One of my favorite films out of the North Bend Film Fest was the latest documentary from Rodney Asher (Room 237; The Nightmare). The El Duce Tapes is an equally horrifying and fascinating look into the frontman of controversial 80s/90s shock rock group The Mentors. Eldon Hoke, aka "El Duce," dubbed the band’s brand of music “Rape Rock” and wrote and performed what are arguably some of the most offensive songs ever recorded.

In the early 90s, filmmaker Ryan Sexton began shooting footage of El Duce to put together a short film about the band. The project never really came together, as shooting continued on and on, filling multiple VHS tapes, which eventually sat in storage. Asher and David Lawrence have taken them and edited them down into a horrifying and engrossing examination of the man, the persona and the space where the two meet.

If you’re not familiar with the work of The Mentors, that’s fine - you’re probably better off for it. But Asher gives you everything you need to know in the first 15 minutes of the film. Led by El Duce, the band embraced a culture of toxic masculinity and put it front and center in their songs, with titles like “Woman from Sodom,” “Golden Shower” and “Sit on My Face and Squirm.”

The film is built from a variety of footage, including live performances, one on one interview footage with Sexton and El Duce, clad in his iconic executioner’s hood, and clips from appearances on shows like Jerry Springer, with El Duce, promoting the shock value of his music and lyrics and getting his crowds riled up with calls for rape and violence. I spent the first chunk of the film loathing the subject with every passing second and fearing what I might see and hear on camera next. El Duce presents as a vile, misogynistic asshole of the highest caliber.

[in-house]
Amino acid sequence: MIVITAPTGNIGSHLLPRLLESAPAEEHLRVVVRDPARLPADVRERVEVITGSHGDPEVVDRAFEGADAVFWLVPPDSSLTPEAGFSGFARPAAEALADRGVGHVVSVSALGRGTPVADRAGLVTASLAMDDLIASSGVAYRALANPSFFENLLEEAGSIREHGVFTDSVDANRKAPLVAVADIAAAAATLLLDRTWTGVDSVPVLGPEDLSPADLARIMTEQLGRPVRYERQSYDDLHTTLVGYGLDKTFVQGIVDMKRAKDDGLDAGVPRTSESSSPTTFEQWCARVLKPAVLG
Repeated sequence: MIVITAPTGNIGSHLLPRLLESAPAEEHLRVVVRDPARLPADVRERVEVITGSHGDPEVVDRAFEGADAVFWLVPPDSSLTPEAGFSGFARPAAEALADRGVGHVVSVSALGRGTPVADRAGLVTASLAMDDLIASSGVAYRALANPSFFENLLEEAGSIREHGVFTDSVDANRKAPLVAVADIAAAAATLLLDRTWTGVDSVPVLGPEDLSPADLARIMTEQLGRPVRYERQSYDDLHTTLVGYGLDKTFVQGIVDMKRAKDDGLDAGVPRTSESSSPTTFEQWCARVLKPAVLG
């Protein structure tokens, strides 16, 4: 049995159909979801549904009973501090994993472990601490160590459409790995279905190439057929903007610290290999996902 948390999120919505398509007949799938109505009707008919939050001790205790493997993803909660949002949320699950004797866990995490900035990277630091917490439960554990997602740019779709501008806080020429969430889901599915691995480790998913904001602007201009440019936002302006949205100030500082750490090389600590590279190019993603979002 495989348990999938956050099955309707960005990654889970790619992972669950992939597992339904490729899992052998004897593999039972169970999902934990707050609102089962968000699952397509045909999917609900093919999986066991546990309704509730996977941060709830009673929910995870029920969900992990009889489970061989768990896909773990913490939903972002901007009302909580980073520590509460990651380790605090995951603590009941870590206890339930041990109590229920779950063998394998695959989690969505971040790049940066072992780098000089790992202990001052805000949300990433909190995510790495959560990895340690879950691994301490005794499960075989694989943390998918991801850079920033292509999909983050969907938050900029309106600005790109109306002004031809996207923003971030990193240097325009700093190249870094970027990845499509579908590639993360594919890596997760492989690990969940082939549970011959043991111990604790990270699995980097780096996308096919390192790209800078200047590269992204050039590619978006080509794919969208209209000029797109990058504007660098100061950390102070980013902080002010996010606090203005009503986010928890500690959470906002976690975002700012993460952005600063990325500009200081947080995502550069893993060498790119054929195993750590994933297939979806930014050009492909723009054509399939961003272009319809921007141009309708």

Occasionally though, Sexton manages to catch him in an unguarded moment and we get to learn a little more about his past - he talks about his rough childhood, the things that he has grown to fear and the darker moments of his life. We begin to understand the elements and the circumstances that came together to make this man what he was. A horrific misogynist, yes, but also a sad, lonely individual who was incapable of making his way in the world and whose only form of communication was to lash out at everything around him. The El Duce Tapes doesn’t make you love El Duce (or even really like him, for that matter), but it does gently invite you to pity him, in spite of his horrible persona.

It's a very challenging film, given the nature of the man at the center of it, but also a fascinating one. Asher and Lawrence never lionize their subject but they don't attempt to villainize him either. The film is a portrait of a despicable, arguably evil man, but that portrait is created entirely by that man himself. The film asks interesting questions along the way relating to art, censorship and the like, and leaves the audience to decide for themselves just how they feel about El Duce and the particular corner of culture that his music calls home.

Movie Score: 5/5

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Check here to read all of Emily von Seele's North Bend Film Fest 2019 reviews!

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